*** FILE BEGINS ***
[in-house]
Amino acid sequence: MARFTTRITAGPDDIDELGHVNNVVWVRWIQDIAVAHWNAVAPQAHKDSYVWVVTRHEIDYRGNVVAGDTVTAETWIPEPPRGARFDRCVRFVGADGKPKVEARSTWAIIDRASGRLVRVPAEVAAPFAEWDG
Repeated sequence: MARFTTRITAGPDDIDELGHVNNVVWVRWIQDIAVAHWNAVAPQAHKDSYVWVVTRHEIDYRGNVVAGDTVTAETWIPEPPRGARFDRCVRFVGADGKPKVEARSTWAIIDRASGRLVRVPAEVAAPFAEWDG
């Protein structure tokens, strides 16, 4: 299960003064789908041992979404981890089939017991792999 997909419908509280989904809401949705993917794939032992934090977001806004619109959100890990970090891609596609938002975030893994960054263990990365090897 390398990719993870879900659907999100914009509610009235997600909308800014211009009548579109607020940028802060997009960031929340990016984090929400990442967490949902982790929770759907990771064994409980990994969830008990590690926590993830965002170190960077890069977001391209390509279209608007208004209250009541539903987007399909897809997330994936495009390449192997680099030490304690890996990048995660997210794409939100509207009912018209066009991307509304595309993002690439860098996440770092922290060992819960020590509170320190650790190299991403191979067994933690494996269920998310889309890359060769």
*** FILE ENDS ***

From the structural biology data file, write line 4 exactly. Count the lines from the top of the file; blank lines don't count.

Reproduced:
């Protein structure tokens, strides 16, 4: 299960003064789908041992979404981890089939017991792999 997909419908509280989904809401949705993917794939032992934090977001806004619109959100890990970090891609596609938002975030893994960054263990990365090897 390398990719993870879900659907999100914009509610009235997600909308800014211009009548579109607020940028802060997009960031929340990016984090929400990442967490949902982790929770759907990771064994409980990994969830008990590690926590993830965002170190960077890069977001391209390509279209608007208004209250009541539903987007399909897809997330994936495009390449192997680099030490304690890996990048995660997210794409939100509207009912018209066009991307509304595309993002690439860098996440770092922290060992819960020590509170320190650790190299991403191979067994933690494996269920998310889309890359060769």